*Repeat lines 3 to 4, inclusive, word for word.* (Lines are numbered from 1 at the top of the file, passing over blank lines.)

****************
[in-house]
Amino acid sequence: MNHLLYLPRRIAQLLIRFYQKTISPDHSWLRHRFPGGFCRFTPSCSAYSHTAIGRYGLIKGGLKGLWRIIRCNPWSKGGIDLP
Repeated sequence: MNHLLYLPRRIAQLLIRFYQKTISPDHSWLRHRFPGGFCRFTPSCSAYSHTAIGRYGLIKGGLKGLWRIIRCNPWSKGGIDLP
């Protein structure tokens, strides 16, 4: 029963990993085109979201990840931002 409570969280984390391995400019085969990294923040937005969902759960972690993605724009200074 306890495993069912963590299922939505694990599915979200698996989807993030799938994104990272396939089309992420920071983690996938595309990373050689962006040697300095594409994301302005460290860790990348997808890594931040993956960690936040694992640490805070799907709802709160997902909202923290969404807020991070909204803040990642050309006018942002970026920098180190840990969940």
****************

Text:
Repeated sequence: MNHLLYLPRRIAQLLIRFYQKTISPDHSWLRHRFPGGFCRFTPSCSAYSHTAIGRYGLIKGGLKGLWRIIRCNPWSKGGIDLP
């Protein structure tokens, strides 16, 4: 029963990993085109979201990840931002 409570969280984390391995400019085969990294923040937005969902759960972690993605724009200074 306890495993069912963590299922939505694990599915979200698996989807993030799938994104990272396939089309992420920071983690996938595309990373050689962006040697300095594409994301302005460290860790990348997808890594931040993956960690936040694992640490805070799907709802709160997902909202923290969404807020991070909204803040990642050309006018942002970026920098180190840990969940």